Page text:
Taking My Hacks

A Few More Grading Tips

Joe Orlando

 

Each week, I deal with customers who have questions about their orders. Most of the time, they are curious about their grading results. The conversations are usually pleasant but, on occasion, they are not. Emotions seem to run very, very high in this business as much of our business and interest is based on an emotional link to the items hobbyists collect.

For some submitters, they become frustrated because they may not be able to see a subtle defect in the paper stock of a card. What may look like a PSA NM-MT 8 at first glance may, in fact, be a PSA EX-MT 6. Usually, by the end of the conversation, the submitter feels better about the process because they will now look for certain defects prior to sending in their next batch of cards.

While we have covered this topic and even some of these exact tips before, it is always good to revisit them from time to time. The PSA grading standards provide a nice overview but they do not contain every possible flaw that a grader may consider when rendering a final grade. As a submitter, it is always good to know what the graders are looking for. It will increase your chances for success in the future.

The following three tips may be useful in improving your grading score with PSA.

1. The Wrinkle – This is one pesky flaw. It is not quite a full crease, but a wrinkle in the paper stock on either the front or back. Generally speaking, a front wrinkle will drop a card to a PSA EX 5 and a back wrinkle will drop a card to a PSA EX-MT 6 no matter how nice the rest of the card is. Severity can also be a factor but this is the general rule. It is a flaw that causes more NM-MT cards to drop into the mid-grades than any other defect.

2. The Glue/Tape Stain – When this particular flaw is present, the card will drop into the PSA Good 2 range regardless of the other attributes of the card. The card may grade slightly higher if the face of the card exhibits strong eye-appeal. Often times, you will see a card that appears to be a PSA EX-MT 6 or better on the front but the reverse stain provides the kiss of death. In these cases, it is possible for the card to achieve a higher grade but only slightly higher.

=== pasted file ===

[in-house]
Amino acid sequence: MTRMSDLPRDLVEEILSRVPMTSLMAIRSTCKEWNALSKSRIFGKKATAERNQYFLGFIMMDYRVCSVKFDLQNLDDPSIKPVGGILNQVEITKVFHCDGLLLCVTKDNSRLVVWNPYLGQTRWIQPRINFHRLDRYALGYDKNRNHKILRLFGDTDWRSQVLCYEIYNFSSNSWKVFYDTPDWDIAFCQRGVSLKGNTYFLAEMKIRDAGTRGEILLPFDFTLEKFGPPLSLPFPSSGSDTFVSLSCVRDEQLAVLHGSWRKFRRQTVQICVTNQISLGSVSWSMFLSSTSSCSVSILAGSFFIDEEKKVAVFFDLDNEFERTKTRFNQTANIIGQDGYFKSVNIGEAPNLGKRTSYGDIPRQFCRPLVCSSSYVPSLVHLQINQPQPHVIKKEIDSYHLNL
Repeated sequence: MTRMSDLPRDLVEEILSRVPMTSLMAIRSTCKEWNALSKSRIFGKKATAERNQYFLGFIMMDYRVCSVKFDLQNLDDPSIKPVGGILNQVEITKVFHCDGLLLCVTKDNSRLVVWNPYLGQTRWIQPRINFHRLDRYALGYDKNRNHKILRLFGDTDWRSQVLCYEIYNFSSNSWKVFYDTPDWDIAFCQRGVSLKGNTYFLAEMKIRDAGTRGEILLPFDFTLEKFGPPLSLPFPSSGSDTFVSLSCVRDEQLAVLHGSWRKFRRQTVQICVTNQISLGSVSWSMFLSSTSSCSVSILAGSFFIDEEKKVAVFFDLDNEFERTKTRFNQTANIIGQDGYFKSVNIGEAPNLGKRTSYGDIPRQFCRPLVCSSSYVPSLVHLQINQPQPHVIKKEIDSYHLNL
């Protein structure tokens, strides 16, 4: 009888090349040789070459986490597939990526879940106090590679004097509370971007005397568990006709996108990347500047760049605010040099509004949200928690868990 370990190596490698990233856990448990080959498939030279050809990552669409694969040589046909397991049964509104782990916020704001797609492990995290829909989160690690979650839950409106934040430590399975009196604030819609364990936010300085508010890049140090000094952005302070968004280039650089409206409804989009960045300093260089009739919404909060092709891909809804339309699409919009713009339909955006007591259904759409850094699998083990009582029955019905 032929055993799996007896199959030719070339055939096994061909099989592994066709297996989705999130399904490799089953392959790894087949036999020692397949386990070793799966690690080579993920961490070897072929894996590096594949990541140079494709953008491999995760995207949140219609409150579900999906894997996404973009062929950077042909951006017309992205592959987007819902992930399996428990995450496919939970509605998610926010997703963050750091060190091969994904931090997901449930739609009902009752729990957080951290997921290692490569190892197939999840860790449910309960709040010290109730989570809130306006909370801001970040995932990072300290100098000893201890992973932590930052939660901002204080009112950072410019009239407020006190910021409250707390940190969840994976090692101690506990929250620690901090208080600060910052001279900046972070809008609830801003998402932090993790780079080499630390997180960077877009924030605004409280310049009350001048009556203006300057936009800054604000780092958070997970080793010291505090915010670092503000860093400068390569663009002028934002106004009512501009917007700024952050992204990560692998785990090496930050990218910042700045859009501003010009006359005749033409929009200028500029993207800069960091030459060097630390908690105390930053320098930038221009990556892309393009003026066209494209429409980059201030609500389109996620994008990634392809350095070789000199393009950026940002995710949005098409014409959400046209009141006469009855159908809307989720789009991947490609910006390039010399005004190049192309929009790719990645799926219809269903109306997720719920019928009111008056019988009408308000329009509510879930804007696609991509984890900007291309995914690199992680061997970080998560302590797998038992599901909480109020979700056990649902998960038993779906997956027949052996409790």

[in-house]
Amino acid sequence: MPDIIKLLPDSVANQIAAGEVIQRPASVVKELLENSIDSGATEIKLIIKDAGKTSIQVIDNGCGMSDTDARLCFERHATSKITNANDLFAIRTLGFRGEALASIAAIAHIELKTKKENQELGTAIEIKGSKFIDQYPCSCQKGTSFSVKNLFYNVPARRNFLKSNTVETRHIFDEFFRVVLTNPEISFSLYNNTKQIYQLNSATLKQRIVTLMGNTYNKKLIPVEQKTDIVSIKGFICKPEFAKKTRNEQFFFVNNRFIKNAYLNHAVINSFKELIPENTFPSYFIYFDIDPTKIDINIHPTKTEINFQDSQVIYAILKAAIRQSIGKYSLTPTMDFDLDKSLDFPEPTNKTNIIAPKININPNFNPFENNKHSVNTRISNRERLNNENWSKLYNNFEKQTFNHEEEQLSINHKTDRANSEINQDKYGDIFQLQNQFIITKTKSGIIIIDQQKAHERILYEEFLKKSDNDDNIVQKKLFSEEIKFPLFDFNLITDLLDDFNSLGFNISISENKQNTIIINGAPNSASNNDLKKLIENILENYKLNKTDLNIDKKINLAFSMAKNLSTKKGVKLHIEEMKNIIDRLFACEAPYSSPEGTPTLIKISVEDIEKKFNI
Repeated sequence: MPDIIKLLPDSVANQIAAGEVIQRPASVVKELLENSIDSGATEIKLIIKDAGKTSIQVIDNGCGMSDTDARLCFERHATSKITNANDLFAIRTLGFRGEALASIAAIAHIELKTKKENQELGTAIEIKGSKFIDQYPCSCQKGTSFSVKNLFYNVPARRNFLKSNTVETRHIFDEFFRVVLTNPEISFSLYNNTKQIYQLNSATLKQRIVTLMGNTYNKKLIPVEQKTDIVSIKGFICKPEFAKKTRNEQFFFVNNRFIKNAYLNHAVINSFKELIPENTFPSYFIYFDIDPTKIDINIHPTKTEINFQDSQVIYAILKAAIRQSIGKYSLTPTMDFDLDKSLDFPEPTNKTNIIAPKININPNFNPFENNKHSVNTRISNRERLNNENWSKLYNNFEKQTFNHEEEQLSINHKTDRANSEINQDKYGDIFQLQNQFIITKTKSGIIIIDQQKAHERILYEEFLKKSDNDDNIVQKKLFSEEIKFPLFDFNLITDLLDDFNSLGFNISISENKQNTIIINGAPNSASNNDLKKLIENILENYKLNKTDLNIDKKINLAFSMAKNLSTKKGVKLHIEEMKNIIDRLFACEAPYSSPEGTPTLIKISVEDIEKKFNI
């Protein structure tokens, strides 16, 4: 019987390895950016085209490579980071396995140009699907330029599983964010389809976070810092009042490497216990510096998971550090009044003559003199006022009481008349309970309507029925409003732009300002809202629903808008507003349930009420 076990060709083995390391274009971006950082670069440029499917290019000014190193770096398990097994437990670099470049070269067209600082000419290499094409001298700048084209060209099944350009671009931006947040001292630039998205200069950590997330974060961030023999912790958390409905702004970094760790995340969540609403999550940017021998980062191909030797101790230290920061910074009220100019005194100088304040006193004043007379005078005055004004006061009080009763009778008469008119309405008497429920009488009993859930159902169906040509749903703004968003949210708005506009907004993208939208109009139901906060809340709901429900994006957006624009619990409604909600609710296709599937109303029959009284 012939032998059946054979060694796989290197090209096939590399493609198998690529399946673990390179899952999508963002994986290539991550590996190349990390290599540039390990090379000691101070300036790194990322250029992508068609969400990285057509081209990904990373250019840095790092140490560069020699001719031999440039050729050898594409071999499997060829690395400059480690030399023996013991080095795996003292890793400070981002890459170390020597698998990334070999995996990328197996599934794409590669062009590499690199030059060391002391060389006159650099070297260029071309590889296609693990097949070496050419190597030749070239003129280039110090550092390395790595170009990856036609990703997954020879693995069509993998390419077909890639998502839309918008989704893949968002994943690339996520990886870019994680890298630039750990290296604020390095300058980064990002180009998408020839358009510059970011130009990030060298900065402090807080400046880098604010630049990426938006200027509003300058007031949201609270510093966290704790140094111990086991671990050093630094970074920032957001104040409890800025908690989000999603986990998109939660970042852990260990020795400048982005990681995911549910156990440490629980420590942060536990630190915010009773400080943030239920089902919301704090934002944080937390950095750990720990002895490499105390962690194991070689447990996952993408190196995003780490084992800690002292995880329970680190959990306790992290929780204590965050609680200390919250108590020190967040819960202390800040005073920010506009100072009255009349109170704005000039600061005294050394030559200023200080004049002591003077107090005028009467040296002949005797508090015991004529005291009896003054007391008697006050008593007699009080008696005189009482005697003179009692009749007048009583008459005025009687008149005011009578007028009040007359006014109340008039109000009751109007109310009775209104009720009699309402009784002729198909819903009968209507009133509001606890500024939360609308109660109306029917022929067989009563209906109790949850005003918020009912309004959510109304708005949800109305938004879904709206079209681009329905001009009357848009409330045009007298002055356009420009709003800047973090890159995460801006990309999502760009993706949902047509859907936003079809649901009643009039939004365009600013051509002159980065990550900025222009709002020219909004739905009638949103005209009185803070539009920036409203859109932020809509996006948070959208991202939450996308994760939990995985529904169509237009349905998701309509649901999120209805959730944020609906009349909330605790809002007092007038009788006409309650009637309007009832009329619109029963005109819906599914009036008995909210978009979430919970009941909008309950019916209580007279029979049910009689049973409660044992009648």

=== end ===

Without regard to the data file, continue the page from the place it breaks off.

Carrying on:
3. The Corner Flip – In my experience, this specific flaw is responsible for more otherwise NM-MT or Mint cards dropping to a grade of PSA NM 7 than any other flaw I can think of. Whether it was caused by a corner colliding with the side of a shoebox or just the way the card came from the factory, the corner flip is a killer.

Often times, corner flips have been pushed backed down either by hand or as a result of being placed in an old screwdown. This is not considered a form of alteration of the cardboard or card doctoring by PSA unless it appears as if someone intentionally tried to remove the flip in an aggressive manner. The problem is, even if the corner flip is pushed back down gently, it often leaves a line that runs through the cardboard. If that line is present, even if it is tough to see, the card will usually grade no greater than a PSA NM 7.

We hope these three grading tips can improve your understanding of the grading approach and your experience with PSA.

 

Never get cheated,

Joe Orlando

Joe Orlando
Editor In Chief